The Ducey administration last year awarded former campaign consultant Mario Diaz a no-bid contract worth more than $1 million for COVID vaccination outreach. Diaz's contract was initially limited to a single zip code in Phoenix. Local news outlet KNXV-TV reported one month later that the zip code lagged behind the rest of the county, with just 16% of residents being vaccinated, compared to more than 54% in the area nearby, but the administration continued to extend and expand the contract.
In July of 2020, Ducey's administration also awarded a $4 million no-bid contract for prison COVID testing to Centurion of Arizona, whose parent company Centene had donated money to Ducey's campaign. The state now faces a fine of up to $23 million after failing to comply with a court order to improve prison health care, which officials may try to pass along to Centurion, according to the Associated Press.
In 2018, state inspections found that under Ducey, ADHS failed to verify background checks for some employees at the notorious Southwest Key shelters where migrant children separated from their families at the border were housed, which came as distressing news amid multiple news reports of sexual abuse at the shelters. A ProPublica investigation found that one employee at a Tucson shelter had been convicted of groping a 15-year-old boy.
In 2015, then-Theranos CEO Elizabeth Holmes stood behind Ducey as he signed a new law in a Theranos laboratory that allowed state residents to order lab tests of any kind without approval from a doctor. Ducey signed the law after lobbying from Holmes, who was convicted of fraud this month after lying to investors about the capabilities of her blood test startup. Ducey's backing of Holmes' unproven technology turned Arizonans into "guinea pigs," wrote Arizona Republic columnist Laurie Roberts, after Theranos rolled out its tech into Walgreens and wellness stores around the Phoenix area, pumping out blood test results that were inaccurate. In 2017, Brnovich, the state attorney general, negotiated a $4.65 million consumer fraud settlement with the company on behalf of 175,000 Arizona residents who paid for the blood tests. Ducey stayed silent on the scandal and his office said after the settlement that Ducey had "no second thoughts" about promoting the company.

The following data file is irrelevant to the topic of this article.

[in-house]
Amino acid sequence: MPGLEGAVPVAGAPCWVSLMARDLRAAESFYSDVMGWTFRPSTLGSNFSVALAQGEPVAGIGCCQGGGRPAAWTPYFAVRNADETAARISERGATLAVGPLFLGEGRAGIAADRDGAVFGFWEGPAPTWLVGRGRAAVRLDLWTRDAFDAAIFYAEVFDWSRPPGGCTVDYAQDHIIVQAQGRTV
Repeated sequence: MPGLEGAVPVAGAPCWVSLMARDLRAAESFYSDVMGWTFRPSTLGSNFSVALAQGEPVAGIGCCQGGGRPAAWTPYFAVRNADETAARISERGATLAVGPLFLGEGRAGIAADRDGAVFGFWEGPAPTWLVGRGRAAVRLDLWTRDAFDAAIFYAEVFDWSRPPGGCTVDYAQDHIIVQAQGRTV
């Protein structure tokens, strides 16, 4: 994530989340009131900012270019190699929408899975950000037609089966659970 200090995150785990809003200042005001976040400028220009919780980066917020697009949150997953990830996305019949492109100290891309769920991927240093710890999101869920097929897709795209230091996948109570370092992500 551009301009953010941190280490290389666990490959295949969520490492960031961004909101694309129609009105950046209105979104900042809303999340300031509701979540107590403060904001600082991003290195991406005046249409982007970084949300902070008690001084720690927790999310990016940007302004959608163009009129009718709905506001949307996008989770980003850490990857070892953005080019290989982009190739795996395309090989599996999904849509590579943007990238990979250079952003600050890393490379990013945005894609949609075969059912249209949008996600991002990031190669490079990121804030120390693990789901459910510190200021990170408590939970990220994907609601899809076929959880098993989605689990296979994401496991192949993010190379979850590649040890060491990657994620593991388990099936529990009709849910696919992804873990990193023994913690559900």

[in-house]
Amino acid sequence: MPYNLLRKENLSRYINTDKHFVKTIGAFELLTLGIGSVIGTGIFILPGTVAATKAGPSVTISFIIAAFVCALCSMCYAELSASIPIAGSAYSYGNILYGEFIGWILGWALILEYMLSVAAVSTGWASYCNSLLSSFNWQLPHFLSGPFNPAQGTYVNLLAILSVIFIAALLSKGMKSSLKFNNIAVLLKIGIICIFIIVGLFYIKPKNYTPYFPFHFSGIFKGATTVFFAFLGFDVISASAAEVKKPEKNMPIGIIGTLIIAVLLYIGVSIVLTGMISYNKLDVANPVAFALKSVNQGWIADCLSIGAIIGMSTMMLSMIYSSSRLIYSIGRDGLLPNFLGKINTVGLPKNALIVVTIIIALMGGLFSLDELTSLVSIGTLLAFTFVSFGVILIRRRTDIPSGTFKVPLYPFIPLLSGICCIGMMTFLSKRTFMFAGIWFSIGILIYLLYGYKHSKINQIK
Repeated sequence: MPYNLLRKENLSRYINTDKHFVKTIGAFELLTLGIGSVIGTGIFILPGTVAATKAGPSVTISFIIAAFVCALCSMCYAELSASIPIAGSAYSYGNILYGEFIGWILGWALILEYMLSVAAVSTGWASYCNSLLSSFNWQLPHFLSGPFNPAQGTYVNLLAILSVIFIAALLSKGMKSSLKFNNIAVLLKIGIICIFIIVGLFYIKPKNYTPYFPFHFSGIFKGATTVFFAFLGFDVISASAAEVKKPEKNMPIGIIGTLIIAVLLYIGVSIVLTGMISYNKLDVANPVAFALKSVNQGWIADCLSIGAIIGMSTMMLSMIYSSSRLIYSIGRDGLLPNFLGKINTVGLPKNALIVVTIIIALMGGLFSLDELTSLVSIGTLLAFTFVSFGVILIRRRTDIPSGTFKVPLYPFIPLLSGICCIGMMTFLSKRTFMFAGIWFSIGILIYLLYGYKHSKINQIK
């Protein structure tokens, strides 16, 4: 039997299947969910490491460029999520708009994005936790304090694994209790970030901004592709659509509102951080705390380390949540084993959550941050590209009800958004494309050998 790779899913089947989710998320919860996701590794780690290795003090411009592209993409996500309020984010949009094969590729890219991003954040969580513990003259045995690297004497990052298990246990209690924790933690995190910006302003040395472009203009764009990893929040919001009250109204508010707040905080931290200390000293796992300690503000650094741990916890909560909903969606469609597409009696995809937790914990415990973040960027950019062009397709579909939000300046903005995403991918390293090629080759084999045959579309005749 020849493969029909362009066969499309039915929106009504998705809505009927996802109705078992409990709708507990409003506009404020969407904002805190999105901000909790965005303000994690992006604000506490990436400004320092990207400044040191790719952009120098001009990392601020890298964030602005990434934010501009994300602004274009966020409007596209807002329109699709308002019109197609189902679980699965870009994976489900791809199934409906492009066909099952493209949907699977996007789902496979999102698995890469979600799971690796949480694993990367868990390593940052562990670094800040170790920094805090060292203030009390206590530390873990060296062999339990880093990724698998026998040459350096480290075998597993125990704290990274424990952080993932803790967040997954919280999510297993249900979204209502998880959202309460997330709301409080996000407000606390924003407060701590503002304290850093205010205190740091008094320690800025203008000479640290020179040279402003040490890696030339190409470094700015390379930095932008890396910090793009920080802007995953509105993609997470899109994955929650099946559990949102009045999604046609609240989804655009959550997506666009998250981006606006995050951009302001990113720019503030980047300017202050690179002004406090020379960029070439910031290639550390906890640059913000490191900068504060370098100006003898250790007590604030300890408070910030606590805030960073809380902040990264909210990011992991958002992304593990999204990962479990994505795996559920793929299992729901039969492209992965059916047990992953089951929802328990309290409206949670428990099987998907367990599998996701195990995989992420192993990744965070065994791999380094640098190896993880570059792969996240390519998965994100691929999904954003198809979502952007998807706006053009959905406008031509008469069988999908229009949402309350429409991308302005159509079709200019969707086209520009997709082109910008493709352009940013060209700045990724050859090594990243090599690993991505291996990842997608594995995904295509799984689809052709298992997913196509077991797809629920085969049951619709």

The Arizona Republic rang in 2022 with a damning New Year's Eve exposé detailing the administration's "efforts that focused on directly enriching Ducey's supporters." There "seems to be a general theme where Ducey has been able to use his position as governor to implement a number of changes in state policy that raise questions about whether the public interest is being served or whether narrower private or political interest are being served," John Pelissero, a senior scholar at the Markkula Center for Applied Ethics at Santa Clara University, told the outlet.
"We completely reject the premise of these stories and we know Arizonans will too," Ducey spokesman C.J. Karamargin said in response.
Evidently these tales of alleged corruption have not prevented Republicans from trying to recruit Ducey into the Republican field vying to face Kelly, which already includes Brnovich, Peter Thiel protégé Blake Masters, energy executive Jim Lamon and former state National Guard chief Mick McGuire. Ducey stoked speculation about his plans after name-checking Kelly during his State of the State address this week in a speech largely focused on criticizing the federal government. The governor has also recently hired four former aides to ex-Sens. John McCain, R-Ariz., and Jeff Flake, R-Ariz., Politico reported on Friday, and an announcement could be made by the end of February.
Karamargin shrugged off the reports in an interview with Salon, without specifically denying them. "It seems like just a lot of crystal-ball gazing, from our perspective," he said.
Arizona Republican strategist Paul Bentz said he doesn't expect Ducey will actually enter the Senate race, but not because of the corruption allegations.
"The criticisms against the governor and his supporters have not gained a foothold in the electoral consciousness," Bentz said in an email to Salon. "His biggest challenge would be the criticisms he would receive from Trump if he were to enter the race." Bentz suggested that Trump might "pick a candidate" while in Arizona over the weekend for a campaign-style rally, but Trump did not do so.
None of this means that Ducey doesn't have his sights set on running for higher office. Bentz said that Ducey's team "is working diligently to continue to strengthen his national reputation," noting that he had campaigned for Glenn Youngkin, the newly-elected Republican governor in Virginia. Ducey's final State of the State speech was focused on national GOP issues, Bentz said, including "supporting parental choice in public schools and investing in border security. His vision for 2022 sounds to me more like someone who has his eyes set on president or vice president," not the Senate.